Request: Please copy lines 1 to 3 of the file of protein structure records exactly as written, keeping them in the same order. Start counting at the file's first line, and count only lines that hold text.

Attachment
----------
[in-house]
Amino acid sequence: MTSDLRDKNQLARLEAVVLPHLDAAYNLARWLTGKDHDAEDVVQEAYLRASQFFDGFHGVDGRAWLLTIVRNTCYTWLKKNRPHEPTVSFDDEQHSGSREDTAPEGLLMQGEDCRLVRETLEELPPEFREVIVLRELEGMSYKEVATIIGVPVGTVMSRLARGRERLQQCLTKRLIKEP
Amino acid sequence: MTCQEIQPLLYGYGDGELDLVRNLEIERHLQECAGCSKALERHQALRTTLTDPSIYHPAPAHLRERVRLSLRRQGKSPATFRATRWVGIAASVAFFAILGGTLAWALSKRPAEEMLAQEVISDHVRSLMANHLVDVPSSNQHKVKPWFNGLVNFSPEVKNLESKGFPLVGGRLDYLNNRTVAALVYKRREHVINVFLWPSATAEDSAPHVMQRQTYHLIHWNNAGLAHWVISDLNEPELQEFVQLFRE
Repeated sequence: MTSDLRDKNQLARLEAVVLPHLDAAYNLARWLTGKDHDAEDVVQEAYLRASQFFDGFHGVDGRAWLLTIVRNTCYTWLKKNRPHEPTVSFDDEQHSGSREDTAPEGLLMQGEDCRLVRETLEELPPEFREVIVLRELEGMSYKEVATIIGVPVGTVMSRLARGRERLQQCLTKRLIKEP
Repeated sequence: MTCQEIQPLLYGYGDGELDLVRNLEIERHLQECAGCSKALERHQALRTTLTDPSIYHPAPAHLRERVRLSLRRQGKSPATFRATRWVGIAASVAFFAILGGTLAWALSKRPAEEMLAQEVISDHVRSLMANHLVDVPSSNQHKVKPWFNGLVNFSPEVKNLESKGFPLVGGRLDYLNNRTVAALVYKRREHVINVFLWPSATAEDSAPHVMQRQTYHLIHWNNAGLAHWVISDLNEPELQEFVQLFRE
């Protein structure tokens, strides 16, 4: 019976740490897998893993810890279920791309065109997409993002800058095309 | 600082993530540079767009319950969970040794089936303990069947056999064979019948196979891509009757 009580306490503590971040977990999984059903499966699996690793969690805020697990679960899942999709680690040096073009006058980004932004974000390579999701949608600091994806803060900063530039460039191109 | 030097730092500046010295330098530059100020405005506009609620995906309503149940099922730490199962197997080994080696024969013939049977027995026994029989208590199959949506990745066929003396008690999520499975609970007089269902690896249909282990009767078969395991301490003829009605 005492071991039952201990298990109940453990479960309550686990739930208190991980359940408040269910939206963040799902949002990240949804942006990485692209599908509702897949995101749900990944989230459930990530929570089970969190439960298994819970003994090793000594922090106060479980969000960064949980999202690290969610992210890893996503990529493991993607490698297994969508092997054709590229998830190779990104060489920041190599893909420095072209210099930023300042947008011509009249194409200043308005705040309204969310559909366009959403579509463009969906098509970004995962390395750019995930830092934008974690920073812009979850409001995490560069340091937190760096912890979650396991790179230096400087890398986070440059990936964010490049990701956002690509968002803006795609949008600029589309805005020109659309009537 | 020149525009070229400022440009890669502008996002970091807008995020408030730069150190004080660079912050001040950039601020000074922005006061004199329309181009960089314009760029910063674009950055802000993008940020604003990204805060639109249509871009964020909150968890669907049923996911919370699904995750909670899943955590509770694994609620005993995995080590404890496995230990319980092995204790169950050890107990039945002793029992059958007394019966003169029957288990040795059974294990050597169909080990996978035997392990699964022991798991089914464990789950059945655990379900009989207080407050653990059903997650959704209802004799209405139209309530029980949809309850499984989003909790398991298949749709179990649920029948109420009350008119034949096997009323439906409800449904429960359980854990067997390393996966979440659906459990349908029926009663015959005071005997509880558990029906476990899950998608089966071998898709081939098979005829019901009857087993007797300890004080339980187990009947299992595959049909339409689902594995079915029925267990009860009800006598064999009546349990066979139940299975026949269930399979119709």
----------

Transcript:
[in-house]
Amino acid sequence: MTSDLRDKNQLARLEAVVLPHLDAAYNLARWLTGKDHDAEDVVQEAYLRASQFFDGFHGVDGRAWLLTIVRNTCYTWLKKNRPHEPTVSFDDEQHSGSREDTAPEGLLMQGEDCRLVRETLEELPPEFREVIVLRELEGMSYKEVATIIGVPVGTVMSRLARGRERLQQCLTKRLIKEP
Amino acid sequence: MTCQEIQPLLYGYGDGELDLVRNLEIERHLQECAGCSKALERHQALRTTLTDPSIYHPAPAHLRERVRLSLRRQGKSPATFRATRWVGIAASVAFFAILGGTLAWALSKRPAEEMLAQEVISDHVRSLMANHLVDVPSSNQHKVKPWFNGLVNFSPEVKNLESKGFPLVGGRLDYLNNRTVAALVYKRREHVINVFLWPSATAEDSAPHVMQRQTYHLIHWNNAGLAHWVISDLNEPELQEFVQLFRE